Secondly, green tea has proven to have numerous antioxidant applications such as anti-inflammatory treatment and antibiotic functions. Polyphenolic constituents of green tea have anti-inflammatory functions, while, in black tea, these polyphenols are non-existent. Green-tea polyphenols also help the skin by modulating biochemical pathways which are involved in responses to inflammation, cell proliferation and tumor promotion. Experiments indicate that when the skin of a mouse is treated with EGCG, oxidative stress and UVB-induced immunosuppression are prevented. Green tea extracts are being used today for pharmaceutical and cosmetic purposes in supplementing the constituent compounds found in skin-care products. Dying human keratinocytes are reactivated upon exposure to EGCG. Skin cells usually migrate toward the surface of the skin as they near death. This process takes 28 days. Today, research shows that EGCG reactivates these epidermal cells (Lee, Maliakal, Chen 1028). Green tea extracts are also associated with anti-fungal activity. The anti-fungal properties of catechin have been documented severally in research. Continuing research is aimed at reducing the shortcomings of anti-myocotics. These properties and advantages are not prevalent in black tea. Oxidation (fermentation) kills the tea extracts which are proving very useful in green tea.
Thirdly, according to Sinija, & Mishra (235), compounds in green tea improve brain function and cognitive ability. Green tea does not only stimulate brain function but also improves brain activity. By raising the concentration of neurotransmitters such as norepinephrine and dopamine, as well as firing of neurons, green tea stimulates. In addition to this, it contains L-theanine which and catechins which have neuroprotective functions that have been proven to ameliorate neurodegenerative diseases such as Alzheimer’s disease (AD) as well as Parkinson disease (PD). EGCG invokes various cellular mechanisms which have neuroprotective, as well as neurorescue properties. This implies that green tea is a good start against dementia among the aging population. A study by Kuriyama, Hozawa, Ohmori, Shimazu, Matsui, Ebihara, Awata, Nagatomi, Arai, and Tsuji (357) showed that there are inverse-dose response relations between green tea consumption and prevalence of cognitive impairment. On the other hand, a weak relationship between black or oolong tea consumption and cognitive impairment was observed. The improved mental performance, coupled with evidence of improved memory after consumption of green tea points to its superiority over black tea in terms of medicinal value.
Misconceptions about green and black tea
There are various misconceptions on black tea and green tea. The firs misconception is that black tea has more caffeine than green tea. This is totally incorrect. Despite common beliefs, the color of the tea does not indicate the levels of caffeine. The only variation in caffeine levels in teas occurs as a result of differences in age. Younger leaves produce teas which have higher caffeine levels than old leaves. The color of tea comes from the method used in processing the tea. Another common misconception is that pregnant women should not drink green teas. Pregnant women can drink green tea but must maintain the 200mg caffeine limit per day. It is beneficial for pregnant women to drink only one cup of tea because it has very useful antioxidants which inhibit cell damage. However, consulting a physician is very important. The third common misconception is that green tea, oolong tea, and black tea are derived from different plants. This is not the case. All teas come from the same plant and the differences arise from the manner in which they are processed.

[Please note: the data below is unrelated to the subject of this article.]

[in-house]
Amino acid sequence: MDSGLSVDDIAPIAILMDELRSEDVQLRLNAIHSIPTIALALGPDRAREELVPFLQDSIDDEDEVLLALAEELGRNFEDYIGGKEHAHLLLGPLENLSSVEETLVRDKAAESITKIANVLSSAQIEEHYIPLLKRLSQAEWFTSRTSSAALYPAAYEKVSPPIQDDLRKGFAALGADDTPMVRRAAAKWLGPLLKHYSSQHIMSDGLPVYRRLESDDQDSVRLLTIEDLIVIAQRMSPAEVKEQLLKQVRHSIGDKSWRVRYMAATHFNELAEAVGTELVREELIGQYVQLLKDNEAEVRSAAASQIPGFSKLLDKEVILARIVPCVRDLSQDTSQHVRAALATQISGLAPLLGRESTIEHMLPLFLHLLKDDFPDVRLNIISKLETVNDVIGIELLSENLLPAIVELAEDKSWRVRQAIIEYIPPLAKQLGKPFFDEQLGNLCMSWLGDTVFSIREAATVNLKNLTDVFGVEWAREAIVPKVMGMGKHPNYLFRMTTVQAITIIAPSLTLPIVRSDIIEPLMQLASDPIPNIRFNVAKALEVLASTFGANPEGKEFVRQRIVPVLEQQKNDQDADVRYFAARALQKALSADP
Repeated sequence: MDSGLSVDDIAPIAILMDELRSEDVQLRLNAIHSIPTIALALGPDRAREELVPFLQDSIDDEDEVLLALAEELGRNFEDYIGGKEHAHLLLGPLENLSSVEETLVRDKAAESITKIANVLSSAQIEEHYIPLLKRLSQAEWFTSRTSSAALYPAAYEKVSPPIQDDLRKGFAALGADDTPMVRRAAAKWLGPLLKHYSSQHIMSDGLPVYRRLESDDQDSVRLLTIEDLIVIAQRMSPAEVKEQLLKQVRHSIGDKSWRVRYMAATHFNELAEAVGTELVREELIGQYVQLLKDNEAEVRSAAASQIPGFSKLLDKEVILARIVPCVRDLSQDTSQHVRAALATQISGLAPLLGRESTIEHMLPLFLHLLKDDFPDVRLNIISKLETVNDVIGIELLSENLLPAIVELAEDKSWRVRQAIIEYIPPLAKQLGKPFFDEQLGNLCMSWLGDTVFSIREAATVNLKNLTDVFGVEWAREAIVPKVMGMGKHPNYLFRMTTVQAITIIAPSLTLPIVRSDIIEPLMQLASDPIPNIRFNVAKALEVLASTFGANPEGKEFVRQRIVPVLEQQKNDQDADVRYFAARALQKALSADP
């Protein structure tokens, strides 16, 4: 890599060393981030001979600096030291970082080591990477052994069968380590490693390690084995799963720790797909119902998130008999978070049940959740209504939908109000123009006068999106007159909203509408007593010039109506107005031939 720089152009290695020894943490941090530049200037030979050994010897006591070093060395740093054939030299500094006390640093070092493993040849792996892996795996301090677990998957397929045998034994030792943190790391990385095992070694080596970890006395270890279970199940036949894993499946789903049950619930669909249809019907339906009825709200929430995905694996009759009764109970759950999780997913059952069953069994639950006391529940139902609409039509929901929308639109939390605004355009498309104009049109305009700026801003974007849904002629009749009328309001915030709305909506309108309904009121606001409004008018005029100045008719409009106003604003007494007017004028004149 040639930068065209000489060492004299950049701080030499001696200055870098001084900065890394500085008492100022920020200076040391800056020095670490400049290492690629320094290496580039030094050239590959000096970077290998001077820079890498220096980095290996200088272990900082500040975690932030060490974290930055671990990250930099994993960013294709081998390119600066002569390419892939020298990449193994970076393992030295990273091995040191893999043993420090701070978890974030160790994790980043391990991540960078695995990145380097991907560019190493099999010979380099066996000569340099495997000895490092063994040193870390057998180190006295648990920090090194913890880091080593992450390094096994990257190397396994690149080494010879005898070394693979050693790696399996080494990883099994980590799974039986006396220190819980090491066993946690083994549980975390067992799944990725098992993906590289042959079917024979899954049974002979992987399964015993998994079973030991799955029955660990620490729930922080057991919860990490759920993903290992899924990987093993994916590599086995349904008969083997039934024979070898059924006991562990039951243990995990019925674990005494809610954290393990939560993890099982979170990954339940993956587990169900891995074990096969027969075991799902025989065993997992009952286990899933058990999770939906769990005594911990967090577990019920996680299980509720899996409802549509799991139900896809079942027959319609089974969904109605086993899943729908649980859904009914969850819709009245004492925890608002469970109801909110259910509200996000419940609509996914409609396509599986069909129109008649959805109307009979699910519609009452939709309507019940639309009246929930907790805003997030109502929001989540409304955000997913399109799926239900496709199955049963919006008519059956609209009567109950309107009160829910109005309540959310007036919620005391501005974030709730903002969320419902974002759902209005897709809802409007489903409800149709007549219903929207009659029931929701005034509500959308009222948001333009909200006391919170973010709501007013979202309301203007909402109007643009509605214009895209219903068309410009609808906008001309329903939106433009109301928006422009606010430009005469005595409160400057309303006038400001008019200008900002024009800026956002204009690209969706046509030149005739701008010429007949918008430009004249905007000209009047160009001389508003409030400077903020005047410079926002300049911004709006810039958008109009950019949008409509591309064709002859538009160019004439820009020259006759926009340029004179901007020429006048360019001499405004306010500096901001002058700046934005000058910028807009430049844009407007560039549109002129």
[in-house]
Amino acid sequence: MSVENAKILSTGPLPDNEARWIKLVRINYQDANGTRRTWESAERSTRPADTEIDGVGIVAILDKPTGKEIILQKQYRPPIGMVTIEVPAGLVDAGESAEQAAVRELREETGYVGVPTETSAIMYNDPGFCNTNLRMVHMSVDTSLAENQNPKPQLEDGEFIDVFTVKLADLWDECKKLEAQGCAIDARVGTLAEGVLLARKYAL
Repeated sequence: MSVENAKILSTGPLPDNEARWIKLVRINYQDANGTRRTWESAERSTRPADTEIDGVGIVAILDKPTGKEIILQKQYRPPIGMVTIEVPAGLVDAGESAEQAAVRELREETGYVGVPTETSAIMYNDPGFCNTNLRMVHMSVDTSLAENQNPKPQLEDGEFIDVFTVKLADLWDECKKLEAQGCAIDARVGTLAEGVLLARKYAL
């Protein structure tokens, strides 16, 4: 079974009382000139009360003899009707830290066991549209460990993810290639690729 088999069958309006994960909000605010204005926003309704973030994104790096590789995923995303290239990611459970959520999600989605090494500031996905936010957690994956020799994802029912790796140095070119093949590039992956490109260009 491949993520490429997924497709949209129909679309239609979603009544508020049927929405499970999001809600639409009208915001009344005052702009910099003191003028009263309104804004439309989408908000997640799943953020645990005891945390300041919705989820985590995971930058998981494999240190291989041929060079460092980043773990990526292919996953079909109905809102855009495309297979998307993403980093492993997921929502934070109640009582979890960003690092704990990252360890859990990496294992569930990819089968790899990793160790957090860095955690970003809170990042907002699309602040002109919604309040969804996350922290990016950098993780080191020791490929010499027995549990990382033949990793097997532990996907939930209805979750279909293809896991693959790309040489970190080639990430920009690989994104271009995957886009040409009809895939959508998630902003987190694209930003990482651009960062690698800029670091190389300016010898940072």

Over the years, consumption of tea has been linked to health benefits. However, only recently has empirical research been used to show these health benefits. Green tea has more health benefits than black tea despite it having poor consumption levels in the United States. At the same time, occurrence of various cancers, diabetes, obesity, Alzheimer’s disease and dementia remains alarmingly high. Among the health benefits that make green teas medicinally superior to black teas include proven inhibitory function over proliferation of cancer cells; anti-inflammatory functions; and the improvement of memory and cognition. This means that the American public should be sensitized on the health benefits of replacing their consumption of black tea with that of green teas. As proven by research, it is a good starting point to fight chronic diseases and reverse the degeneration of memory and cognitive functions in the elderly.
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Fujiki H, Suganuma M, Kurusu M. New TNF-alpha releasing inhibitors as cancer preventive agents from traditional herbal medicine and combination cancer prevention study with EGCG and sulindac or tamoxifen. Mutat Res 2003;523–4:119–25.
Kuriyama, Shinichi , Atsushi Hozawa, Kaori Ohmori, Taichi Shimazu, Toshifumi Matsui , Satoru Ebihara, Shuichi Awata , Ryoichi Nagatomi, Hiroyuki Arai, and Ichiro Tsuji. "Green tea consumption and cognitive function: a cross-sectional study from the Tsurugaya Project 123." American Society for Clinical Nutrition 83.2 (2006): 355-361. Print.
Lee MJ, Maliakal P, Chen L. Pharmacokinetics of tea catechins after ingestion of green tea and (-)-epigallocatechin-3-gallate by humans: formation of different metabolites and individual variability. Cancer Epidemiology Biomarkers Prevent 2002;11:1025–32.
Sinija, V. R., and H. N. Mishra. "Green Tea: Health Benefits." Journal of Nutritional & Environmental Medicine 17.4 (2008): 232-242. Print.
Tea Association of America. "Tea Fact Sheet." Tea USA News. Version 1. Tea Association of America, 3 Apr. 2013. Web. 14 Apr. 2014. <http://www.teausa.com/14655/tea-fact-sheet>.